This is a good opportunity to step away from the blues leads and instead focus on a very simple, repeating rhythmic motif. It sticks firmly within that first position of the A minor pentatonic scale, so if you’ve learned that already you’ll have a big advantage when learning this song!

Crosscut Saw by Albert King

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Also known as Crosscut Saw Blues, this is what some describe as a ‘dirty blues’ song, which means it uses some very tasteful dissonance and atonal note choice on purpose to give it that raw and unfiltered feel. The track was originally released by Tommy McClennan but it was the Albert King rendition that made it so popular and a blues staple of that time.

As mentioned, this is a fantastic opportunity to get accustomed to intentionally hitting jarring or unexpected notes. Purposely choosing not the ‘right’ note, or to include harmony that’s not in key, is a very powerful tool when you wish to express a complicated feeling that doesn’t fit in the box of simple minor pentatonic playing.

Boogie Chillen by John Lee Hooker

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A nice change of pace from the more soulful and somber blues, this is an uptempo and lively piece that is mostly just vocals and guitar with no drum accompaniment, aside from John Lee’s footsteps keeping the tempo. Recorded way back in 1948 and released as a single, many prominent blues musicians have cited this song as the reason why they decided to play the guitar.

The main thing to really nail in this song is the strumming pattern. It has a softer hit on the downstroke with the upstroke acting as the main accent. As there’s no drum accompaniment here, either tapping your foot to the song is a great way to keep in time. You’ll also need a capo on the second fret of the guitar.

Born Under a Bad Sign by Albert King

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A brilliant and soulful blues song that interweaves small lead phrases in between vocal hooks. Originally released as a single from the Born Under a Bad Sign album, many now consider it a timeless staple of the blues. It was inducted into the Blues Foundation Hall of Fame in 1988, as it’s considered a signature blues song. It was also covered by the band Cream, where Eric Clapton performs an extended guitar solo.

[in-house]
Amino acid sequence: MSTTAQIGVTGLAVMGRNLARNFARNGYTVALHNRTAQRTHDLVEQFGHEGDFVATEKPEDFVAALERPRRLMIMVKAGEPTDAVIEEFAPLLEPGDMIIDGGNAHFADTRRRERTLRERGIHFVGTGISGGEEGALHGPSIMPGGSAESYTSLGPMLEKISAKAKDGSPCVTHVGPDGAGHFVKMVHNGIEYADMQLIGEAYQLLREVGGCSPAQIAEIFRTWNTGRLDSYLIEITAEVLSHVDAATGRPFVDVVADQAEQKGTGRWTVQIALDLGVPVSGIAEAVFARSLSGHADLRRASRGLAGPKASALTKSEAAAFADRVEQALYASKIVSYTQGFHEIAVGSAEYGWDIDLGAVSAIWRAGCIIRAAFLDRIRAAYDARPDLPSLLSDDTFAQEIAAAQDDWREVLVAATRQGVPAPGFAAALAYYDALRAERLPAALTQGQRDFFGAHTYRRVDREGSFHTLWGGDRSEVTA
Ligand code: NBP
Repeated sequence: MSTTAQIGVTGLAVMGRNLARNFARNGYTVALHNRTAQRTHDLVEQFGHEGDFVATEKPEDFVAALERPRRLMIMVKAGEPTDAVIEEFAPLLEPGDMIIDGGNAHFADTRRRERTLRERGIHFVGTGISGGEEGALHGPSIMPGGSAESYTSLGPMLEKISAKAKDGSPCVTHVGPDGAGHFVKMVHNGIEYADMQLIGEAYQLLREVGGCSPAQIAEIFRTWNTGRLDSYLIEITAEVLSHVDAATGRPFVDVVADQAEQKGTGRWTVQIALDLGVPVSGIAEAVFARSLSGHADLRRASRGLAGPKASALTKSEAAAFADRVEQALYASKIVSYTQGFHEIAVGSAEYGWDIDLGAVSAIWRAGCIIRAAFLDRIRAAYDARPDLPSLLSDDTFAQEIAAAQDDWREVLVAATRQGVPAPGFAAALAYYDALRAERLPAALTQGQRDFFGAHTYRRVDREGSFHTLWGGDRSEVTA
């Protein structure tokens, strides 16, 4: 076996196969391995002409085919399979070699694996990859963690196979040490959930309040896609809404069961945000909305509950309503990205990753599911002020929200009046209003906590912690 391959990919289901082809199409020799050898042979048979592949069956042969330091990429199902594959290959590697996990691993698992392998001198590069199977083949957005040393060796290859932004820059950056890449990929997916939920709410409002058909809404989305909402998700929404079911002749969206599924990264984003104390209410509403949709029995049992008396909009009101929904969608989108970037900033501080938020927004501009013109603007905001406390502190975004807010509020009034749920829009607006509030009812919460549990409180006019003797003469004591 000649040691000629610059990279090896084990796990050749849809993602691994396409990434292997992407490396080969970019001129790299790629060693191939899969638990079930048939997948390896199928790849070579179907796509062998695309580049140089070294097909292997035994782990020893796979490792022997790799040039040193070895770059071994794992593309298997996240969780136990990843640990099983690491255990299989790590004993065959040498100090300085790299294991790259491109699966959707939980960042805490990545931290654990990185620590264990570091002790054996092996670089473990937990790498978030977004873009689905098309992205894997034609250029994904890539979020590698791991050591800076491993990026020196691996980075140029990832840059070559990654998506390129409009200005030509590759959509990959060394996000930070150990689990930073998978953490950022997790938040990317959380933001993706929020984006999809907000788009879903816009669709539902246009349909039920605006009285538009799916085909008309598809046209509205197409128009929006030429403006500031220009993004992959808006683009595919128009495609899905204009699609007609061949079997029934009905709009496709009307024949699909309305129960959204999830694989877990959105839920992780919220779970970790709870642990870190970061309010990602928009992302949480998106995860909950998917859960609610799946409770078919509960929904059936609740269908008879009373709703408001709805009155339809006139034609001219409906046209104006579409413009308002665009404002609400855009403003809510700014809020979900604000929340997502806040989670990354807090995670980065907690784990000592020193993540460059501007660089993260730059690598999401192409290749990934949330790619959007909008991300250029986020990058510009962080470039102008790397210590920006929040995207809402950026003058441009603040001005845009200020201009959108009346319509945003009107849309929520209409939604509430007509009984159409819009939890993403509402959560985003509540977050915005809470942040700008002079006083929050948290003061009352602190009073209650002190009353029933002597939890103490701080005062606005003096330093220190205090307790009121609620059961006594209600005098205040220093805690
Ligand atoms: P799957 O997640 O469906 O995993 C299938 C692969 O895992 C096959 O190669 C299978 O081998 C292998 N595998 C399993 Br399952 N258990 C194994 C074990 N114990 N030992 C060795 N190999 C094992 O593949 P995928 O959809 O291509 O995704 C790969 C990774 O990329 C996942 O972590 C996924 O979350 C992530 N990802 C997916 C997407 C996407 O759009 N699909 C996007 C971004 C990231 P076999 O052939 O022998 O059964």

This is a really nice track for beginners to learn, as it tends to keep a lot of its runs and passages in a single position on the guitar, so there’s not too much jumping around and hard work. Instead, you can just relax and enjoy jamming some cool blues licks.

The Sky Is Crying by Elmore James

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You might already know the Stevie Ray Vaughan rendition, but today we’re going back to the source with the original Elmore James version recorded in 1989. After its release, it was able to reach the number 15 slot on the R&B singles chart. Despite the higher commercial success of other renditions, this original blues standard was inducted into the Blues Foundation Hall of Fame.

It’s a really slow ballad in the key of C and is often used as a backing to improvise over, so although we have provided a tab, it’s completely valid if you want to just jam over this and find your own ideas.

Sweet Home Chicago by The Blues Brothers

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Immediately switching gears from the slow, ballad style blues, this is an upbeat and groovy tune that was originally recorded by Rober Johnson back in the 1930s. I say recorded and not written as there have been a few other similar songs that preceded it. It was able to garner a lot of additional popularity due to its prominent use in the classic movie The Blues Brothers.

This is a great all-around blues song for any beginner to learn as it does a bit of everything. It has that driving rhythm that follows the standard blues chord progression we all love. But it also works lead lines and phrases seamlessly in between everything, and even has a few dedicated leads to boot! You can really round off your skillset by learning this song.

Rock Me Baby by B.B. King

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While pretty much all of B.B. King’s songs are known for being iconic, this one in particular has become a true classic and is one of the most covered and re-recorded blues tracks of all time. It’s loosely based on the 1951 song Rockin’ and Rollin’ by Lil’ Son Jackson, but B.B. made sure to give it his own signature flair. The piano also really adds a lot to the song and makes a welcome change from just pure guitar-based blues music.